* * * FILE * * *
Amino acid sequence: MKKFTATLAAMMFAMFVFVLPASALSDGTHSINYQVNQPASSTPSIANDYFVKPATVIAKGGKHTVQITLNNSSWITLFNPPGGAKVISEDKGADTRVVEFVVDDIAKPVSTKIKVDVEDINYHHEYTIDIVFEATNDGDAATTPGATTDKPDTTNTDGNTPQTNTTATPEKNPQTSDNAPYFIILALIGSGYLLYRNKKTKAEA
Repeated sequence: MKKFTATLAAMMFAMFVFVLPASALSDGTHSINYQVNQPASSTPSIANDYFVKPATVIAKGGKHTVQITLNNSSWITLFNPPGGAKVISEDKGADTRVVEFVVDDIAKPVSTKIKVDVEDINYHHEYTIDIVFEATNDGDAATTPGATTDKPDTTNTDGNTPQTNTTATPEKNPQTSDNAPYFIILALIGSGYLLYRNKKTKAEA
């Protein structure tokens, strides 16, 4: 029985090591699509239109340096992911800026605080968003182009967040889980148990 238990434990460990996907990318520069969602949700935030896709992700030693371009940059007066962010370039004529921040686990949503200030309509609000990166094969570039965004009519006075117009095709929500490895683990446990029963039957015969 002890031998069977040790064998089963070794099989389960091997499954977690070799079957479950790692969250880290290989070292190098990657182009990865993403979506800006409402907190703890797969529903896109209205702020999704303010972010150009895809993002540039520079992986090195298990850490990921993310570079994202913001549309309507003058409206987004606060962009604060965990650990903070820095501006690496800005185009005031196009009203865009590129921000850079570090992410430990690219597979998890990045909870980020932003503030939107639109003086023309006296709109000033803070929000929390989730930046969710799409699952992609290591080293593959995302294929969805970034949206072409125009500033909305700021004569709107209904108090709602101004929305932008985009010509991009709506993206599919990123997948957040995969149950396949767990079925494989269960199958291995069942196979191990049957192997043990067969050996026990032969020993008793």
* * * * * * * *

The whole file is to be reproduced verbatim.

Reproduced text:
Amino acid sequence: MKKFTATLAAMMFAMFVFVLPASALSDGTHSINYQVNQPASSTPSIANDYFVKPATVIAKGGKHTVQITLNNSSWITLFNPPGGAKVISEDKGADTRVVEFVVDDIAKPVSTKIKVDVEDINYHHEYTIDIVFEATNDGDAATTPGATTDKPDTTNTDGNTPQTNTTATPEKNPQTSDNAPYFIILALIGSGYLLYRNKKTKAEA
Repeated sequence: MKKFTATLAAMMFAMFVFVLPASALSDGTHSINYQVNQPASSTPSIANDYFVKPATVIAKGGKHTVQITLNNSSWITLFNPPGGAKVISEDKGADTRVVEFVVDDIAKPVSTKIKVDVEDINYHHEYTIDIVFEATNDGDAATTPGATTDKPDTTNTDGNTPQTNTTATPEKNPQTSDNAPYFIILALIGSGYLLYRNKKTKAEA
């Protein structure tokens, strides 16, 4: 029985090591699509239109340096992911800026605080968003182009967040889980148990 238990434990460990996907990318520069969602949700935030896709992700030693371009940059007066962010370039004529921040686990949503200030309509609000990166094969570039965004009519006075117009095709929500490895683990446990029963039957015969 002890031998069977040790064998089963070794099989389960091997499954977690070799079957479950790692969250880290290989070292190098990657182009990865993403979506800006409402907190703890797969529903896109209205702020999704303010972010150009895809993002540039520079992986090195298990850490990921993310570079994202913001549309309507003058409206987004606060962009604060965990650990903070820095501006690496800005185009005031196009009203865009590129921000850079570090992410430990690219597979998890990045909870980020932003503030939107639109003086023309006296709109000033803070929000929390989730930046969710799409699952992609290591080293593959995302294929969805970034949206072409125009500033909305700021004569709107209904108090709602101004929305932008985009010509991009709506993206599919990123997948957040995969149950396949767990079925494989269960199958291995069942196979191990049957192997043990067969050996026990032969020993008793």